Before Eternity is a short adventure game inspired by the Sufi poet, Rumi. It tries to address the purpose of our earthly lives. To support its mystical theme, the design employs impressionistic elements and symbolic activities which deliberately defy the conventions of traditional adventure games. The game also tries to model some aspects of our lives in its very short gameplay, which is less than 10 minutes.
In order to experience the purpose of the game and fully understand its artistic goal, players should finish the game in one session.
The game is designed, written, illustrated, animated, and developed by Siavash Mortazavi, myself.
Background music and instrumental sound effects are created by Bashir Faramarzi.
The game tries to reinforce its mysterious theme, by exotic visuals and music, and to keep the player focused on the story, it simplifies interactions by using certain UX design techniques, such as automatic inventory show/hide, highlighting interact-able characters, short text messages and no back and forth dialogs, short life cycle for inventory items, no inventory items combinations, etc.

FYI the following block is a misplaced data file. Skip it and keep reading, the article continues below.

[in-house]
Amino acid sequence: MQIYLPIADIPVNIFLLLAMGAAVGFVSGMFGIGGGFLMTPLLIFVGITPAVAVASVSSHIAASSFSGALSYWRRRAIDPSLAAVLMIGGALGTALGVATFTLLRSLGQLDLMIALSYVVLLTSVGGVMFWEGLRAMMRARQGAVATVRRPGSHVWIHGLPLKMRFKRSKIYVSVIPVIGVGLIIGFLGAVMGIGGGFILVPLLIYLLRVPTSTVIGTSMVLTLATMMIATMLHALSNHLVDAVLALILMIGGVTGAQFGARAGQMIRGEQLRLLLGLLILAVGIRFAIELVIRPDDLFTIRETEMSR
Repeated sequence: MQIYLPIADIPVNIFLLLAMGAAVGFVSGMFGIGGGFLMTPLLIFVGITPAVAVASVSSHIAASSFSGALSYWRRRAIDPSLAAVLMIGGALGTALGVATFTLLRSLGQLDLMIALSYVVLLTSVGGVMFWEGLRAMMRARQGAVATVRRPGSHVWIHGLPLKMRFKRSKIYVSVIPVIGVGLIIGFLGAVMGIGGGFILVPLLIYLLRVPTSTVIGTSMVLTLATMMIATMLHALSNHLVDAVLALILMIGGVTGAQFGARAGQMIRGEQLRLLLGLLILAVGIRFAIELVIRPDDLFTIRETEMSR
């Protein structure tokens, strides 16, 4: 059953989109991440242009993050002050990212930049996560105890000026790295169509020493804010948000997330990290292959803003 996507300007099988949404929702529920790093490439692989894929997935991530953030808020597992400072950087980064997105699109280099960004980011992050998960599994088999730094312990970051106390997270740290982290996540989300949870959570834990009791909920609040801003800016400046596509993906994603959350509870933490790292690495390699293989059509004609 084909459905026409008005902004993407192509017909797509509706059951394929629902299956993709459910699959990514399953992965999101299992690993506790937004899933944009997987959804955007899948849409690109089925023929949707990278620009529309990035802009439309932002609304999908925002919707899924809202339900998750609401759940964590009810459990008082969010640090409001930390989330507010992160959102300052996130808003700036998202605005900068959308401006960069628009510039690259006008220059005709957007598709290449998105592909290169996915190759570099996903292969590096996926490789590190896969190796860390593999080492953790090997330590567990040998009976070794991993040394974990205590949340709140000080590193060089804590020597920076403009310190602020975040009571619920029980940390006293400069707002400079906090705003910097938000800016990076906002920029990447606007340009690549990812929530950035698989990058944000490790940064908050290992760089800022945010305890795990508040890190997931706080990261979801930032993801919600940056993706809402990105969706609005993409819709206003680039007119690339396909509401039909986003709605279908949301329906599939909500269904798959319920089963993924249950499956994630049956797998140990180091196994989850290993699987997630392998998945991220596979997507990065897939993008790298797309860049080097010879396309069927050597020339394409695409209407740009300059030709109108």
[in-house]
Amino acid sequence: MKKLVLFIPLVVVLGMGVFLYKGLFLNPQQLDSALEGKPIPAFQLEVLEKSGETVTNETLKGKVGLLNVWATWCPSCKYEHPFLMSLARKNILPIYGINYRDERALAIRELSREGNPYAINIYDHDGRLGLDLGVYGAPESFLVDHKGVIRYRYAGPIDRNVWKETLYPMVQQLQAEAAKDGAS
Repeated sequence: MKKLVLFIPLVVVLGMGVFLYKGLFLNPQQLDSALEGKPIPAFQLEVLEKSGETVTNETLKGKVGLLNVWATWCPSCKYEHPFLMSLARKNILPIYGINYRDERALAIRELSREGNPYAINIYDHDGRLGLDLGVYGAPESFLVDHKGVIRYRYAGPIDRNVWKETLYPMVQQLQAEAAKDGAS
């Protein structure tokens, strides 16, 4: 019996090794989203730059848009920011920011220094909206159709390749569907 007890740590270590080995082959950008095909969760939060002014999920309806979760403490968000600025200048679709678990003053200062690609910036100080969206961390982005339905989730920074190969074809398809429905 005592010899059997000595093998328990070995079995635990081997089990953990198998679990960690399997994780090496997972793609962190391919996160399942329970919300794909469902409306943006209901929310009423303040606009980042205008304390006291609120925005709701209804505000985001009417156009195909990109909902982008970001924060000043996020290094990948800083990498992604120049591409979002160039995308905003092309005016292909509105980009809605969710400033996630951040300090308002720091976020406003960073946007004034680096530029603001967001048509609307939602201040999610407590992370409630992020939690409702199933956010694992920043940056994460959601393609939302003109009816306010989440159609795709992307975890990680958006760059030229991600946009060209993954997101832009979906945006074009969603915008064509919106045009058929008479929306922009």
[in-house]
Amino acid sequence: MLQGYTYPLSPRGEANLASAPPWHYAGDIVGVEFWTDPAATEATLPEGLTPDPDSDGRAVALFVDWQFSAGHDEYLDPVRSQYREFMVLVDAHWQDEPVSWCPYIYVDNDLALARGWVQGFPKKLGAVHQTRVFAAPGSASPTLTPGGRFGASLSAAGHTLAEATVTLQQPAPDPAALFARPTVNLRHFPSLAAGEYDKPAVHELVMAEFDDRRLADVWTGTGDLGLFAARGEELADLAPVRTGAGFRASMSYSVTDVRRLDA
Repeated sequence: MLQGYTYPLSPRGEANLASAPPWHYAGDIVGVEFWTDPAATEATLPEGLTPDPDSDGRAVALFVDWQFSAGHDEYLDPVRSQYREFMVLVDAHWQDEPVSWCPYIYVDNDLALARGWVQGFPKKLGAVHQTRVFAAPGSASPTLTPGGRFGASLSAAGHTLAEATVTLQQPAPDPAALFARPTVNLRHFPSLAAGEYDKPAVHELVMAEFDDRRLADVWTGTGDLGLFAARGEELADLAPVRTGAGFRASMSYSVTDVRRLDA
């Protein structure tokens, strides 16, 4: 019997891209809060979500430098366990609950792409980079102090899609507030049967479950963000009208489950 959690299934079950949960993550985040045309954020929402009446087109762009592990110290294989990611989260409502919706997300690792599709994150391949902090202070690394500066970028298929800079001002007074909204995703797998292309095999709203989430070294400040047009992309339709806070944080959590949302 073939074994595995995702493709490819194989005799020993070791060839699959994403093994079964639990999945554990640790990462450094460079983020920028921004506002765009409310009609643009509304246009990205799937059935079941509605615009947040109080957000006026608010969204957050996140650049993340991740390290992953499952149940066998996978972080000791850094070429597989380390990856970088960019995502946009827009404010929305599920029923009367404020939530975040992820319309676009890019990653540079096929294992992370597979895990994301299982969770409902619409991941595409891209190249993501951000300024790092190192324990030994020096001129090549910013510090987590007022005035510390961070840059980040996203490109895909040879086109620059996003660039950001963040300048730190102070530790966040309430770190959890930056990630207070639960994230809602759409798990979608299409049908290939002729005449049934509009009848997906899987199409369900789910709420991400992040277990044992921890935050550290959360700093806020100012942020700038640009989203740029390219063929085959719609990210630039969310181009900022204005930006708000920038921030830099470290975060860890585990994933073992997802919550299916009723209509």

Playing Before Eternity with the conventional try-and-error method will make the player losing the game quickly, and the game, like how it works in our real lives, does not notify the players on their wrong choices. But, the short gameplay makes it possible for the player to start this journey over and over to finally end it in the desired condition.
The hardest part about being a stand-alone developer is acting as creative director, as well as producer (2 opposite roles) at the same time. To keep myself organized, I used an online scrum board. To implement the game, on the one hand, I paid attention to details as a creative director do, and on the other hand I had to play devil’s advocate to assure that the project meets its deadlines. Although most of student game projects will end up as MVPs and proof of concepts, but from the beginning I had the decision to create a finished and polished game, because I wanted to pay attention to all the details of the game, and push myself in learning things, and also challenge my management skills to see if I can scope and implement the project properly. Now, the game is published to Android market place, as well as PC, so it seems I succeeded in my intentions.
Here are some screenshots of the game: